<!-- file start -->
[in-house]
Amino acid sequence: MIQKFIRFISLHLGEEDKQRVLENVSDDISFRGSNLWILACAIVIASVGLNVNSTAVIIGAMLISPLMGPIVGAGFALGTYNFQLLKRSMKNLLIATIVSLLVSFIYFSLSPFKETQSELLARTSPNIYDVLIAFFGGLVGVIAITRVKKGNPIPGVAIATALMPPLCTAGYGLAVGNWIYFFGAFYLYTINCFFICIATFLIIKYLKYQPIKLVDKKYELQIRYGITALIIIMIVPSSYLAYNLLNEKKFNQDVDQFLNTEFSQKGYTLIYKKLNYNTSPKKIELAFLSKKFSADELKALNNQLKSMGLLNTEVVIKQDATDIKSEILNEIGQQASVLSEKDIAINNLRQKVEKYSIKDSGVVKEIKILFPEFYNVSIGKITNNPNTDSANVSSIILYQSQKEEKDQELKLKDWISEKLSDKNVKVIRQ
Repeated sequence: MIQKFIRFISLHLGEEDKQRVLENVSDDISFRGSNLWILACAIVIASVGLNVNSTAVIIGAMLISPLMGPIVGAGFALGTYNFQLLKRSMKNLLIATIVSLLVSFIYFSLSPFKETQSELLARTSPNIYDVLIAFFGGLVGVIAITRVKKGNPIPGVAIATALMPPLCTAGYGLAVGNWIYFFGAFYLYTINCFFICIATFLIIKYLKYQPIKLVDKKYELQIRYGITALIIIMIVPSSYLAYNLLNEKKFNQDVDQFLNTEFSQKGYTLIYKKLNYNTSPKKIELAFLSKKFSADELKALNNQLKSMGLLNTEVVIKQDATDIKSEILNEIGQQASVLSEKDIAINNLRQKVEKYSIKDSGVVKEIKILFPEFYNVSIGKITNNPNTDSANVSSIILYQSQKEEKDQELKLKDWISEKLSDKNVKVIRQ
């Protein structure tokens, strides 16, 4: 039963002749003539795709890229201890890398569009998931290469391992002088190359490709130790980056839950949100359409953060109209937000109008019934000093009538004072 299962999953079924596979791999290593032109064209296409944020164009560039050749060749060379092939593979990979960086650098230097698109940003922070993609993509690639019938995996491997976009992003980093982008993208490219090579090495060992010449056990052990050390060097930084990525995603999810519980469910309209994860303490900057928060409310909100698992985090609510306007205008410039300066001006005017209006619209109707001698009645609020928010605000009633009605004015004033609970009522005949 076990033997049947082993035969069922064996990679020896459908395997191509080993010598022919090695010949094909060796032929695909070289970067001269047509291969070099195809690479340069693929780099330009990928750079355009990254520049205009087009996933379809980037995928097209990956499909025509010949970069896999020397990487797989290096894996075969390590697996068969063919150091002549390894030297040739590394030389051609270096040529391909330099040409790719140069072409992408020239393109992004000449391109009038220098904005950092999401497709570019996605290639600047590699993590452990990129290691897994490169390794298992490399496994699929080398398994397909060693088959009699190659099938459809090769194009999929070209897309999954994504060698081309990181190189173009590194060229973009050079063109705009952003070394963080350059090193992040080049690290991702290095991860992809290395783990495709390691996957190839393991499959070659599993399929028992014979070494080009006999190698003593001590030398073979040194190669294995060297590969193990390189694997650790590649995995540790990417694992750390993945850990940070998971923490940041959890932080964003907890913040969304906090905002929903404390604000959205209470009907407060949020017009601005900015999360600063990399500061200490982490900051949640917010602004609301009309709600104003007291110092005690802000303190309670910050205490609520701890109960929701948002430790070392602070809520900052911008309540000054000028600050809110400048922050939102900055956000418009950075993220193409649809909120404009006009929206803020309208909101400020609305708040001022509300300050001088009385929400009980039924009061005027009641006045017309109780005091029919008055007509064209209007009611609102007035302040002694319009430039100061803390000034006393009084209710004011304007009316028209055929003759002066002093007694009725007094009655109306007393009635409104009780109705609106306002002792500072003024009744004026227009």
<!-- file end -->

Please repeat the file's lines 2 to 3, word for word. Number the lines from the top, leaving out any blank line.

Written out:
Amino acid sequence: MIQKFIRFISLHLGEEDKQRVLENVSDDISFRGSNLWILACAIVIASVGLNVNSTAVIIGAMLISPLMGPIVGAGFALGTYNFQLLKRSMKNLLIATIVSLLVSFIYFSLSPFKETQSELLARTSPNIYDVLIAFFGGLVGVIAITRVKKGNPIPGVAIATALMPPLCTAGYGLAVGNWIYFFGAFYLYTINCFFICIATFLIIKYLKYQPIKLVDKKYELQIRYGITALIIIMIVPSSYLAYNLLNEKKFNQDVDQFLNTEFSQKGYTLIYKKLNYNTSPKKIELAFLSKKFSADELKALNNQLKSMGLLNTEVVIKQDATDIKSEILNEIGQQASVLSEKDIAINNLRQKVEKYSIKDSGVVKEIKILFPEFYNVSIGKITNNPNTDSANVSSIILYQSQKEEKDQELKLKDWISEKLSDKNVKVIRQ
Repeated sequence: MIQKFIRFISLHLGEEDKQRVLENVSDDISFRGSNLWILACAIVIASVGLNVNSTAVIIGAMLISPLMGPIVGAGFALGTYNFQLLKRSMKNLLIATIVSLLVSFIYFSLSPFKETQSELLARTSPNIYDVLIAFFGGLVGVIAITRVKKGNPIPGVAIATALMPPLCTAGYGLAVGNWIYFFGAFYLYTINCFFICIATFLIIKYLKYQPIKLVDKKYELQIRYGITALIIIMIVPSSYLAYNLLNEKKFNQDVDQFLNTEFSQKGYTLIYKKLNYNTSPKKIELAFLSKKFSADELKALNNQLKSMGLLNTEVVIKQDATDIKSEILNEIGQQASVLSEKDIAINNLRQKVEKYSIKDSGVVKEIKILFPEFYNVSIGKITNNPNTDSANVSSIILYQSQKEEKDQELKLKDWISEKLSDKNVKVIRQ